Russia-led wars through the prism of history: Falling into the same trap again and again

Wars make Russia walk into the same trap over and over again

Russia has a very extensive history of military operations and wars. Russia has been successful in most of its wars, but the price was too high as too many lives had been lost. Therefore, our descendants need to remember the lessons that our ancestors left for us as a legacy.

Most of the threats that Russia had to deal with were coming from the south and the southwest. One of those campaigns took place in 1827-1828, when France and England pushed Russia into the flames of another war with Turkey.

General Nikolai Yepanchin combined his service in the army ranks with extensive scientific and teaching activities. He was also a member of the Military Historical Commission of the General Staff for compiling a description of the Russian-Turkish war of 1877-1878. He repeatedly criticised the military component of the Russian Empire, dwelling in detail on how the Russian army was prepared for military campaigns.

Russia walks into the same trap over and over again

General Yepanchin's contemporaries noted that his words about that period of time in Russian history were not only interesting, but also instructive. Military campaigns of 1828-1829, the Crimean War, the wars of 1877-1878 and the Japanese war of 1904-1905 showed that Russia had one big problem.

The Russian Ministry for Foreign Affairs was poorly versed in politics, and the Russian army had poor knowledge of what it was supposed to do in times of war. Cross-your-fingers mentality was typical of then Russian military leaders even though their plans were always ambitious.

It has been almost 200 years since that Turkish war. All sorts of Andrianopol treaties have fallen into oblivion, when kings with German blood in their veins would head Greek and Slavic states have become long-forgotten past. Little wonder then why all the former "friends" have become our "enemies" and members of the NATO military bloc.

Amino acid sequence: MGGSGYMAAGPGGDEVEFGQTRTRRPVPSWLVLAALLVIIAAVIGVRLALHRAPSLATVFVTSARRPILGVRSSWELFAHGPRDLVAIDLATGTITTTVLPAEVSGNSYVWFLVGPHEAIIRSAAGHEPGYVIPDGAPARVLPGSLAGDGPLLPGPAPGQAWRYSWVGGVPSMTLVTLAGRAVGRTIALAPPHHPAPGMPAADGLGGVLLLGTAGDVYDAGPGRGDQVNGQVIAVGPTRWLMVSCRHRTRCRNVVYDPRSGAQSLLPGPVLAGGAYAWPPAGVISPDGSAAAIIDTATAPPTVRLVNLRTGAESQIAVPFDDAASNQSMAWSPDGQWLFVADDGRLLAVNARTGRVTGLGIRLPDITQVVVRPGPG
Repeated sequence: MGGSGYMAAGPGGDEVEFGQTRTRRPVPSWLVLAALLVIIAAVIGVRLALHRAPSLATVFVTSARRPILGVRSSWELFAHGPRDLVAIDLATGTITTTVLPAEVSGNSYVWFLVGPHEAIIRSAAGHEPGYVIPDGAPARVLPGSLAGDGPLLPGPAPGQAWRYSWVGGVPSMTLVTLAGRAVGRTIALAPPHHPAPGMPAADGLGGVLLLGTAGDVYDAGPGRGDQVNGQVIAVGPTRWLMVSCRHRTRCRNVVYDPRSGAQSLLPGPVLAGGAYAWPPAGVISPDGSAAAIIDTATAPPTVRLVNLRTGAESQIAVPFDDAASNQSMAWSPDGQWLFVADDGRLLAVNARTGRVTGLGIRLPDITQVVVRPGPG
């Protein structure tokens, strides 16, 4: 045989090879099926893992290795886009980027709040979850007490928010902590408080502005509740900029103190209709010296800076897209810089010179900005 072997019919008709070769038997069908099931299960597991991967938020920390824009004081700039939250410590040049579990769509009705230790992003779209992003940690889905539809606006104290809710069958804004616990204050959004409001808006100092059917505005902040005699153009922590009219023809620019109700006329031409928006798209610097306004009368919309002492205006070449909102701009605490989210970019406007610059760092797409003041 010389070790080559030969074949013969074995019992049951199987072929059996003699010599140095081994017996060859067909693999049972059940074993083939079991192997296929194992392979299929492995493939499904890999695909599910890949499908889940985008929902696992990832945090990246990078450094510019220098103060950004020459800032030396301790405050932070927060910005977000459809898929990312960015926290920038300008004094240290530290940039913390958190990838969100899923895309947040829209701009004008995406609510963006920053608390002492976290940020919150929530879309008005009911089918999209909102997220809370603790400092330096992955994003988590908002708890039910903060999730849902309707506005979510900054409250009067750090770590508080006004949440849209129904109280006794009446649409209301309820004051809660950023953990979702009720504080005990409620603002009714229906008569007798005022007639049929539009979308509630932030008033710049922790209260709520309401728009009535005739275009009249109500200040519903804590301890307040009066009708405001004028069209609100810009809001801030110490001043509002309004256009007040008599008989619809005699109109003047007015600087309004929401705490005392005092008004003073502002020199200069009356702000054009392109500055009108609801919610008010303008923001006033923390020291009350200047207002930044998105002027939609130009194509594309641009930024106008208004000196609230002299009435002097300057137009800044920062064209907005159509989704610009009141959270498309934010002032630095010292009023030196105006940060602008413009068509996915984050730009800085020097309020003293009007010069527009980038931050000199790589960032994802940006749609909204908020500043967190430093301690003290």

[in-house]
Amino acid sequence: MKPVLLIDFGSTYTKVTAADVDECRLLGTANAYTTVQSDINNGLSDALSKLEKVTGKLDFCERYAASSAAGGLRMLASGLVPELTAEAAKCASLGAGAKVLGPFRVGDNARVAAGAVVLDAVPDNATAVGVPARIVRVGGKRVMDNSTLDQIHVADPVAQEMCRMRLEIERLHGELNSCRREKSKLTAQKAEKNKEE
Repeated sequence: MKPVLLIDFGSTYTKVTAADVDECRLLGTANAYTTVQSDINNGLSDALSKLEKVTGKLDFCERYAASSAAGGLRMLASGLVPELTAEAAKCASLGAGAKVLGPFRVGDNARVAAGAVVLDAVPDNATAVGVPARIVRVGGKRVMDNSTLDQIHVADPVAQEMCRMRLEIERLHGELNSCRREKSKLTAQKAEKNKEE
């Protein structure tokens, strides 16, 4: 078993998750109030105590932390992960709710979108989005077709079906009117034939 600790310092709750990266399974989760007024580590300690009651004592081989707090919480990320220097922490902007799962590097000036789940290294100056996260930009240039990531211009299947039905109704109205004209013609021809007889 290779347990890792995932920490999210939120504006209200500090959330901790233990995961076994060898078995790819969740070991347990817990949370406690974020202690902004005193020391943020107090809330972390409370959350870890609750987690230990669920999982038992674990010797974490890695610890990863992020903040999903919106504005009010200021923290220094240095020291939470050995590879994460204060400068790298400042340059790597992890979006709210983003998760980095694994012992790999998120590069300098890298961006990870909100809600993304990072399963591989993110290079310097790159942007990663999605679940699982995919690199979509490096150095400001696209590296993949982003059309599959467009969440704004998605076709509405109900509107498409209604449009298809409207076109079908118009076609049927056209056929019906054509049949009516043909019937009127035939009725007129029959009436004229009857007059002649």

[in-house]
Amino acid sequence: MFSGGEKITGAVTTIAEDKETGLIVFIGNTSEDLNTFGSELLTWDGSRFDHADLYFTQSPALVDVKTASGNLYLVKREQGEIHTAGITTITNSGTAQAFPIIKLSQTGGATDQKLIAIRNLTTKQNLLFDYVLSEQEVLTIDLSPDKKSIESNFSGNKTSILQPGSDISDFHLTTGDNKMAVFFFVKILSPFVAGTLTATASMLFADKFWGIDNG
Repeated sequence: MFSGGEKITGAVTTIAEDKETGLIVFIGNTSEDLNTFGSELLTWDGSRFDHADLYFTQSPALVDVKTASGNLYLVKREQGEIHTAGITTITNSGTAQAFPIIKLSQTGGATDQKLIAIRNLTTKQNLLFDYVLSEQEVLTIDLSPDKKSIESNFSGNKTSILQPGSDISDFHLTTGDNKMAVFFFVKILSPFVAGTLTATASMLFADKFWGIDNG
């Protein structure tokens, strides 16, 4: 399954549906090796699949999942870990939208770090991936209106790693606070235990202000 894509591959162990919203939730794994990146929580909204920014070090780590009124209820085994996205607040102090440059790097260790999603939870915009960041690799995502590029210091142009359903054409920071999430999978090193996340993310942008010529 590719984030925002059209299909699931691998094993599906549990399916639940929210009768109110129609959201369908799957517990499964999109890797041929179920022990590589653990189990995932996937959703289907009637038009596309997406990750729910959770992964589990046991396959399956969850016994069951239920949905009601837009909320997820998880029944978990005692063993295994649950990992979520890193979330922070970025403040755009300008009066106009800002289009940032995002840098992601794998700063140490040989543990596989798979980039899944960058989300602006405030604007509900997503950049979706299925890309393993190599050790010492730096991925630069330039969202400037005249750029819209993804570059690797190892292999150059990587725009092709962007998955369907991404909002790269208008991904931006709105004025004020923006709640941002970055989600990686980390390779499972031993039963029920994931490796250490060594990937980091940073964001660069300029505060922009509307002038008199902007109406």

Russia's conquests were not that significant then:

  • fortresses of Akhaltsykh and Akhalkalaki in the south of present-day Georgia,
  • islands at the mouth of the Danube,
  • the Black Sea coast from the Kuban to the post of St. Nicholas, at the very border of Turkey to Poti.

The last conquest was purely symbolic, since in order to take possession of that territory, Russia had to wage war with Caucas highlanders for more than 30 years.

3 million rubles and 100,000 victims

For that "victorious" war of 1828-1829, the tsar spent as much as three million rubles and the lives of 100,000 Russians. Interestingly, direct losses amounted to about 3,000 people. It was diseases and claimed the lion share of lives in the first place.

Commander-in-chief of the Russian Army Ivan Diebitsch went down in history for his decisive military actions after the sluggish leadership of Prince Wittgenstein.

Tsar Nicholas I was delighted with the defeat of the superior forces of the Turkish vizier near Kulevcha and the brilliant passage of the army through the Balkans. The tsar showered Diebitsch with decorations: he got the title of field marshal, St. George Star, the Trans-Balkan title and a million rubles of reward. Ivan Diebitsch, once little-known Prussian cadet who came to Russia back in the reign of Paul I, became the first person of the Empire. Years later, he died of cholera.

On the eve of the Crimean War, the Turks reminded Russia of its miscalculations yet again. The large Turkish army crushed the garrison of the post of St. Nicholas — the border outpost, the defenders of which were fighting off the superior enemy to the end, having neither forces nor artillery. Most of the garrison of the post perished. But the Turkish army also lost the factor of surprise during the attack on the Russian Black Sea region.

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Author`s name Andrey Mihayloff
Editor Dmitry Sudakov